Political Science 1100, Introduction to American Politics, April 2, 2014



Current events



Presidents and the Presidency



3. The Reality of Presidential Powers: Using the Presidency is Difficult



G). Publicity


- To build personal popularity


-Popularity can swing widely

4. The Presidency as An Invitation To Tragedy


- We expect Presidents to Use the Presidency Actively, but

   the Presidency is hard to Use
- there are lots of constraints on Presidential Power


Presidents will use the tools that are easiest to use.



  Presidents can most easily control National Security and Publicity, so ... 

We tend to get

1). The Covert Presidency:

- Presidents are tempted to abuse "national security"
to achieve their goals


2). The Permanent Campaign:

- Presidents are tempted to manage their image
instead of improving public policy








The Mouse in the House




1. Why Is Controlling The Bureaucracy A Challenge?


    A. It's Big & Diverse



    B. Administrators have a lot of independence because they have discretion & expertise



    C. Civil Service makes it difficult to control individuals



    D. Political allies can and often do resist change in bureaucracy\


        In Congress



        Interest groups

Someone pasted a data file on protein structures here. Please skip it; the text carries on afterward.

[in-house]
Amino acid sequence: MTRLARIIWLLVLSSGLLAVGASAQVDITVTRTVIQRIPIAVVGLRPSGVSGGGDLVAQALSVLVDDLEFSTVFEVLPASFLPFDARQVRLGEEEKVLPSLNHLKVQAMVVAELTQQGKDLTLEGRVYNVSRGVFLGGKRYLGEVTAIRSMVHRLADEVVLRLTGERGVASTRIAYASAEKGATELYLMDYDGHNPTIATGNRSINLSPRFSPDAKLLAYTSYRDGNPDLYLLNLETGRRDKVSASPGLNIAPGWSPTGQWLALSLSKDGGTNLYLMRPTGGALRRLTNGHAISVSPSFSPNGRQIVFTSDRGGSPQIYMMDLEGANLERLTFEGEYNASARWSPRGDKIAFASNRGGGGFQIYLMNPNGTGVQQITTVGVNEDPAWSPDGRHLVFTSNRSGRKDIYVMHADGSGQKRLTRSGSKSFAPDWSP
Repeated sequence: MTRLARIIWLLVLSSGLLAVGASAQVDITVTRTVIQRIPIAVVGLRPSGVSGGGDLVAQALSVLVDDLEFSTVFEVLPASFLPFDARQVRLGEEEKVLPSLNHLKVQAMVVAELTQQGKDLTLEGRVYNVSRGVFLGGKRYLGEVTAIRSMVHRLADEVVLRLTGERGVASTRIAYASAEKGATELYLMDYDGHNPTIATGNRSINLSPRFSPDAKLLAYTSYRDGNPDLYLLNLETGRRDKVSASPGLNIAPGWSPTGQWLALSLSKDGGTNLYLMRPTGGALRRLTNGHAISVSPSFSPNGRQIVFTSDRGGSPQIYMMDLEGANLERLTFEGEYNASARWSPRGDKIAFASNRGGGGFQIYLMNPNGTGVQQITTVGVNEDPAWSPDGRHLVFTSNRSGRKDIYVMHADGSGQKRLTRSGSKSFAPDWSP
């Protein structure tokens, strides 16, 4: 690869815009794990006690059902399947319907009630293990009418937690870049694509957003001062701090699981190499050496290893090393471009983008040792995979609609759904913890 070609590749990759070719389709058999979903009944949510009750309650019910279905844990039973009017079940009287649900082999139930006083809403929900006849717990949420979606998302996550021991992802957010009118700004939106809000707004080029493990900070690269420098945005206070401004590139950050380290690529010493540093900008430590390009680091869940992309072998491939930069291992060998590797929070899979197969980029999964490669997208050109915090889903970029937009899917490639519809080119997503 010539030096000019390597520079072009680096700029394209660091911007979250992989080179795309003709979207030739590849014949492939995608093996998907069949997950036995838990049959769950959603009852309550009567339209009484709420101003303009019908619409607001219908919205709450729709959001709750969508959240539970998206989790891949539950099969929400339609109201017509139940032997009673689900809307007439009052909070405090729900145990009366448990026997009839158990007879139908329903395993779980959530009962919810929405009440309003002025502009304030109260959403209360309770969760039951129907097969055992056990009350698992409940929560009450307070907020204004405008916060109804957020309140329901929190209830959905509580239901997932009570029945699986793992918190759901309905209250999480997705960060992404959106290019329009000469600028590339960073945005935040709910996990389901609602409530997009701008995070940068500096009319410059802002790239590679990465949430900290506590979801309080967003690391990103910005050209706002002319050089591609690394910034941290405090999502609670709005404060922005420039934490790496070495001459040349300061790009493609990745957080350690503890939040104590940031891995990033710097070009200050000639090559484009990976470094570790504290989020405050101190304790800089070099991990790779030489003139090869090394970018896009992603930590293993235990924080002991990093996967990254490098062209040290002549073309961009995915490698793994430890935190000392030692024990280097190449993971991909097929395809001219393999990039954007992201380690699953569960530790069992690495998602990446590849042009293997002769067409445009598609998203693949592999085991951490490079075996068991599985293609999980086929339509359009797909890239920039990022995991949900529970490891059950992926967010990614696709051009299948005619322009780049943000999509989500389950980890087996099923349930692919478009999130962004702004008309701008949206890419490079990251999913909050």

2. The Executive Office Of The President (EOP): The president's bureaucracy for controlling the regular bureaucracy



3. Conclusion:  Presidents battle to control the bureaucracy, particularly when they are under stress





The Clash of Institutions and the Abuse of Presidential Power

For a Watergate Chronology, click here


"Watergate" Was A Different Kind Of Political Corruption


The Setting: Deep Divisions In The Nation, 1968-1969


Richard Nixon

Nixon increasingly depended on White House loyalists, especially

Haldeman and Ehrlichman ("The Palace Guard)

The Motive: National Security Leaks

- June 1971: The New York Times and other papers begin publishing
The Pentagon Papers (read excerpts) leaked by Daniel Ellsberg

The Weapons: Surveillance And Plugging The Leaks

The Plumbers Unit is set up in the White House.


The Crime and The Coverup

June 17, 1972: Five men, one of whom says he used to work for the CIA, are arrested at 2:30 a.m. trying to bug the offices of the Democratic National Committee at the Watergate hotel and office complex.


Washington Post reporters begin to investigate

April 30, 1973: Haldeman, Ehrlichman resign; White House counsel John Dean is fired



Special Prosecutor Archibald Cox begins an investigation

Senate Watergate Committee begins hearings



July, 1973: Hearings show that Oval Office conversations were taped;

The Senate Watergate Committee and Cox each subpoena the tapes;


October 20, 1973: Saturday Night Massacre: Nixon orders Cox fired


April, 1974: Nixon releases written transcripts of the tapes, with words deleted;

the House Judiciary Committee, considering impeachment, demands the original tapes


July 27, 1974: The House Judiciary Committee votes for the first article of impeachment.



August 8, 1974: Nixon resigns



Lesson: The Continuing Temptation of the Covert Presidency